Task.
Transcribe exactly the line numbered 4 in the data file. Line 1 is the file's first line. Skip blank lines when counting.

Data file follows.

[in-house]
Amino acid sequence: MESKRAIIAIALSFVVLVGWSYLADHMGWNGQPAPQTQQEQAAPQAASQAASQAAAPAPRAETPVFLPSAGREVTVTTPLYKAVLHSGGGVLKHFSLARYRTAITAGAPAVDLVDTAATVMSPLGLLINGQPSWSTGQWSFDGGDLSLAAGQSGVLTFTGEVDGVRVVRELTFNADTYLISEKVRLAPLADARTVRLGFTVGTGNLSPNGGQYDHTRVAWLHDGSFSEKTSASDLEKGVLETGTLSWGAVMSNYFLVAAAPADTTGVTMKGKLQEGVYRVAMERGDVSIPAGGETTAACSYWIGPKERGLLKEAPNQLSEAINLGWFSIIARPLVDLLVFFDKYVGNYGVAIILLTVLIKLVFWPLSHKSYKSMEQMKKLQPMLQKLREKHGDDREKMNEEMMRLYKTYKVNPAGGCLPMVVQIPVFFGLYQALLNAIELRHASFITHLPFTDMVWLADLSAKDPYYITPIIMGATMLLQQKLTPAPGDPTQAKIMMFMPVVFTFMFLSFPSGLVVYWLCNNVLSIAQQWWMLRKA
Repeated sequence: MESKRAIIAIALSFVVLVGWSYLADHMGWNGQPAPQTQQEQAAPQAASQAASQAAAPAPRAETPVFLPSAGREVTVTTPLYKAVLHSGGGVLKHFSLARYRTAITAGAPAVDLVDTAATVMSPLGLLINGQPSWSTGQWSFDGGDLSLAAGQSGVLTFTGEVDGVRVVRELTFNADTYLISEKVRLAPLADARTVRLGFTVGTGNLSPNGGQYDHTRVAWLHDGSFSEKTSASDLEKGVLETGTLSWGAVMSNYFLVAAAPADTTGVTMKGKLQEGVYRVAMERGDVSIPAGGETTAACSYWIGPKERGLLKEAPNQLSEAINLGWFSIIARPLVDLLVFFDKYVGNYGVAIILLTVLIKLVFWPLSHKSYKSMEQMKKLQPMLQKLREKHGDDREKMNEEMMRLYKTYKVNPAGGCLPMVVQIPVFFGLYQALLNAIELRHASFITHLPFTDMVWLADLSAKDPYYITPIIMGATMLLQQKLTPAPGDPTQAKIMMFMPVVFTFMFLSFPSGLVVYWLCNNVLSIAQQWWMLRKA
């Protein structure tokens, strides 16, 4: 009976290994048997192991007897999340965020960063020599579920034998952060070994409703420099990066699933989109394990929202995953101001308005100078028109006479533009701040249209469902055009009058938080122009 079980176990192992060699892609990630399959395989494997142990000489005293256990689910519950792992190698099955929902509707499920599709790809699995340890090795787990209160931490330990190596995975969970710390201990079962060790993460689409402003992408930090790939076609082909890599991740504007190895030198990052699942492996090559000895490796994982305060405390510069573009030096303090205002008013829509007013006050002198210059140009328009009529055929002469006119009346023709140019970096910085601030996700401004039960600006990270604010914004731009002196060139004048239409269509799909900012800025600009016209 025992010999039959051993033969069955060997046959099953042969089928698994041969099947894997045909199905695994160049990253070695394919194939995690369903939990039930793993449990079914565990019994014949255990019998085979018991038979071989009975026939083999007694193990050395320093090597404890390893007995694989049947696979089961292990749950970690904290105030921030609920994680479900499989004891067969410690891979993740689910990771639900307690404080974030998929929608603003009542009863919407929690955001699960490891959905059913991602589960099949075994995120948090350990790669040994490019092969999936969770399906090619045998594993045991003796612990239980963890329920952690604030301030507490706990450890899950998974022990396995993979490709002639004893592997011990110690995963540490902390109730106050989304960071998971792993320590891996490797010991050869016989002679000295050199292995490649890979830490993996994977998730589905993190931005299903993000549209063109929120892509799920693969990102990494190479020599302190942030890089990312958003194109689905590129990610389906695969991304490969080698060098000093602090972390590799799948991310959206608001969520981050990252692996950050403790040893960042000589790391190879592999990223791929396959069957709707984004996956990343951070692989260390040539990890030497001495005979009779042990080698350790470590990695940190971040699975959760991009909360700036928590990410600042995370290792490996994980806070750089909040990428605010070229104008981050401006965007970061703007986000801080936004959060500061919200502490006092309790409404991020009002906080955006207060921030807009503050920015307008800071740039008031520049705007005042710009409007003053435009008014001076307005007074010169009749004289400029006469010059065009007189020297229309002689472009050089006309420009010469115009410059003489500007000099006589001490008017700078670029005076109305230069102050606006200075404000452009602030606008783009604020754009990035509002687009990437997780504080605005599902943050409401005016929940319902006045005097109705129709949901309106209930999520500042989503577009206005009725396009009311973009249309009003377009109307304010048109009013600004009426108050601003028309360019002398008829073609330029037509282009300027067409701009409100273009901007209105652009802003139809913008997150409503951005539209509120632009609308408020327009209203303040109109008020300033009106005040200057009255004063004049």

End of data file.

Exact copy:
């Protein structure tokens, strides 16, 4: 009976290994048997192991007897999340965020960063020599579920034998952060070994409703420099990066699933989109394990929202995953101001308005100078028109006479533009701040249209469902055009009058938080122009 079980176990192992060699892609990630399959395989494997142990000489005293256990689910519950792992190698099955929902509707499920599709790809699995340890090795787990209160931490330990190596995975969970710390201990079962060790993460689409402003992408930090790939076609082909890599991740504007190895030198990052699942492996090559000895490796994982305060405390510069573009030096303090205002008013829509007013006050002198210059140009328009009529055929002469006119009346023709140019970096910085601030996700401004039960600006990270604010914004731009002196060139004048239409269509799909900012800025600009016209 025992010999039959051993033969069955060997046959099953042969089928698994041969099947894997045909199905695994160049990253070695394919194939995690369903939990039930793993449990079914565990019994014949255990019998085979018991038979071989009975026939083999007694193990050395320093090597404890390893007995694989049947696979089961292990749950970690904290105030921030609920994680479900499989004891067969410690891979993740689910990771639900307690404080974030998929929608603003009542009863919407929690955001699960490891959905059913991602589960099949075994995120948090350990790669040994490019092969999936969770399906090619045998594993045991003796612990239980963890329920952690604030301030507490706990450890899950998974022990396995993979490709002639004893592997011990110690995963540490902390109730106050989304960071998971792993320590891996490797010991050869016989002679000295050199292995490649890979830490993996994977998730589905993190931005299903993000549209063109929120892509799920693969990102990494190479020599302190942030890089990312958003194109689905590129990610389906695969991304490969080698060098000093602090972390590799799948991310959206608001969520981050990252692996950050403790040893960042000589790391190879592999990223791929396959069957709707984004996956990343951070692989260390040539990890030497001495005979009779042990080698350790470590990695940190971040699975959760991009909360700036928590990410600042995370290792490996994980806070750089909040990428605010070229104008981050401006965007970061703007986000801080936004959060500061919200502490006092309790409404991020009002906080955006207060921030807009503050920015307008800071740039008031520049705007005042710009409007003053435009008014001076307005007074010169009749004289400029006469010059065009007189020297229309002689472009050089006309420009010469115009410059003489500007000099006589001490008017700078670029005076109305230069102050606006200075404000452009602030606008783009604020754009990035509002687009990437997780504080605005599902943050409401005016929940319902006045005097109705129709949901309106209930999520500042989503577009206005009725396009009311973009249309009003377009109307304010048109009013600004009426108050601003028309360019002398008829073609330029037509282009300027067409701009409100273009901007209105652009802003139809913008997150409503951005539209509120632009609308408020327009209203303040109109008020300033009106005040200057009255004063004049």